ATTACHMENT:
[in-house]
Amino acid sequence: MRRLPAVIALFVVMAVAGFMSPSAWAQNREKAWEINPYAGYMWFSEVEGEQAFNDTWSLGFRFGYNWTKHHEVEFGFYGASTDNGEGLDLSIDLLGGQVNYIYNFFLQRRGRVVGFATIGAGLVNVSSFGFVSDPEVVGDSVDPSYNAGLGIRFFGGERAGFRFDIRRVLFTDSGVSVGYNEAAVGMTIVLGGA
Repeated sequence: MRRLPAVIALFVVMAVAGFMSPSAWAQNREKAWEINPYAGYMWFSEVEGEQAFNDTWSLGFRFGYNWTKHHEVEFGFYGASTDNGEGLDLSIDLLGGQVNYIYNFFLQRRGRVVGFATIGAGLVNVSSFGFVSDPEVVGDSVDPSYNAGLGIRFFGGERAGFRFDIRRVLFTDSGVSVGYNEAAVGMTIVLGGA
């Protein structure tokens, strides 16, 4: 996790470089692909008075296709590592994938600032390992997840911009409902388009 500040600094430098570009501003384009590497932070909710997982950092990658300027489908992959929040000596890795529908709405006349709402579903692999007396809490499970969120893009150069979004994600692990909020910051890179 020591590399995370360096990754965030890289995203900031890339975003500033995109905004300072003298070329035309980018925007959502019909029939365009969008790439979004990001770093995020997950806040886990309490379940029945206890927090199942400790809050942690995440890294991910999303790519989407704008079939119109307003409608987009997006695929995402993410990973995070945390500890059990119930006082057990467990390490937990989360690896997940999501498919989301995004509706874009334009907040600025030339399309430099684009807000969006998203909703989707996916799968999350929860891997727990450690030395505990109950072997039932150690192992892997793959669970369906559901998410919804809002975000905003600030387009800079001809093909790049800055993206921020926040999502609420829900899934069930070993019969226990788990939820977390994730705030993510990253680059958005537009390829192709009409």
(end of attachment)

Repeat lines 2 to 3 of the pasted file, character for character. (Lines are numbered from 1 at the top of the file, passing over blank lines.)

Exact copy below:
Amino acid sequence: MRRLPAVIALFVVMAVAGFMSPSAWAQNREKAWEINPYAGYMWFSEVEGEQAFNDTWSLGFRFGYNWTKHHEVEFGFYGASTDNGEGLDLSIDLLGGQVNYIYNFFLQRRGRVVGFATIGAGLVNVSSFGFVSDPEVVGDSVDPSYNAGLGIRFFGGERAGFRFDIRRVLFTDSGVSVGYNEAAVGMTIVLGGA
Repeated sequence: MRRLPAVIALFVVMAVAGFMSPSAWAQNREKAWEINPYAGYMWFSEVEGEQAFNDTWSLGFRFGYNWTKHHEVEFGFYGASTDNGEGLDLSIDLLGGQVNYIYNFFLQRRGRVVGFATIGAGLVNVSSFGFVSDPEVVGDSVDPSYNAGLGIRFFGGERAGFRFDIRRVLFTDSGVSVGYNEAAVGMTIVLGGA